Volume 65, Issue 9 p. 2037-2043
Clinical Investigation

Tai Chi for Risk of Falls. A Meta-analysis

Rafael Lomas-Vega PhD

Rafael Lomas-Vega PhD

Department of Health Science, University of Jaén, Jaén, Spain

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Esteban Obrero-Gaitán MSc

Esteban Obrero-Gaitán MSc

Department of Health Science, University of Jaén, Jaén, Spain

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Francisco J. Molina-Ortega PhD

Francisco J. Molina-Ortega PhD

Department of Health Science, University of Jaén, Jaén, Spain

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Rafael Del-Pino-Casado PhD

Corresponding Author

Rafael Del-Pino-Casado PhD

Department of Nursing, University of Jaén, Jaén, Spain

Address correspondence to Rafael del-Pino-Casado, Department of Nursing, University of Jaén, Campus Las Lagunillas s/n, 23071 Jaén, Spain. E-mail: [email protected]Search for more papers by this author
First published: 24 July 2017
Citations: 69

Abstract

Objectives

To analyze the effectiveness of tai chi for falls prevention.

Design

Systematic review and meta-analysis.

Setting

Pubmed, Scopus, CINHAL, and Physiotherapy Evidence Database (PEDro) were searched to May 26, 2016.

Participants

Older adult population and at-risk adults.

Intervention

Randomized controlled trials analyzing the effect of tai chi versus other treatments on risk of falls.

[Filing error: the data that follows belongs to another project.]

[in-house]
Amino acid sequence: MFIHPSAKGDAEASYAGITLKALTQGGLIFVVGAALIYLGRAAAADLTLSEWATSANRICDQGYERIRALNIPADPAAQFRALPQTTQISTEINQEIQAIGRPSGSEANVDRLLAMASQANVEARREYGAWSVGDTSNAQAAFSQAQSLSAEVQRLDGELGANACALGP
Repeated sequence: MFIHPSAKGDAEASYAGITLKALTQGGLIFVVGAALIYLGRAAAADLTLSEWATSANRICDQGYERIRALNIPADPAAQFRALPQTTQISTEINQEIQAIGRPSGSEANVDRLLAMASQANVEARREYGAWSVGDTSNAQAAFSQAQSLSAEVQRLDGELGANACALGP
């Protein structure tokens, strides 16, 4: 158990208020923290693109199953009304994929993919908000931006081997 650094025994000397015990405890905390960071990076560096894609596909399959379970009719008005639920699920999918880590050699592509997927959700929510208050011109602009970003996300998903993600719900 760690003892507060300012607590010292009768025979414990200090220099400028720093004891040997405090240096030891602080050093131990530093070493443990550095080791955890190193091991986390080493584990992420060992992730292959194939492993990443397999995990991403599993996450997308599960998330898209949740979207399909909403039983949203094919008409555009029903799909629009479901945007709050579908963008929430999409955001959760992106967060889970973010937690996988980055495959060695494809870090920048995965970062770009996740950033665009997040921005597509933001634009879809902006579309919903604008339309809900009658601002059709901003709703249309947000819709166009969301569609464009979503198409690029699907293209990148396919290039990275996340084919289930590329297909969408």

Measurements

The incidence rate ratio (IRR) for falls incidence and hazard ratio (HR) for time to first fall.

Results

The search strategy identified 891 potentially eligible studies, of which 10 met the inclusion criteria. There was high-quality evidence of a medium protective effect for fall incidence over the short term (IRR = 0.57; 95% CI = 0.46, 0.70) and a small protective effect over the long term (IRR = 0.87; 95% CI = 0.77, 0.98). Regarding injurious falls, we found very low-quality evidence of a medium protective effect over the short term (IRR = 0.50; 95% CI = 0.33, 0.74) and a small effect over the long term (IRR = 0.72; 95% CI = 0.54, 0.95). There was no effect on time to first fall, with moderate quality of evidence (HR = 0.98; 95% CI = 0.69, 1.37).

Conclusion

In at-risk adults and older adults, tai chi practice may reduce the rate of falls and injury-related falls over the short term (<12 months) by approximately 43% and 50%, respectively. Tai chi practice may not influence time to first fall in these populations. Due to the low quality of evidence, more studies investigating the effects of tai chi on injurious falls and time to first fall are required.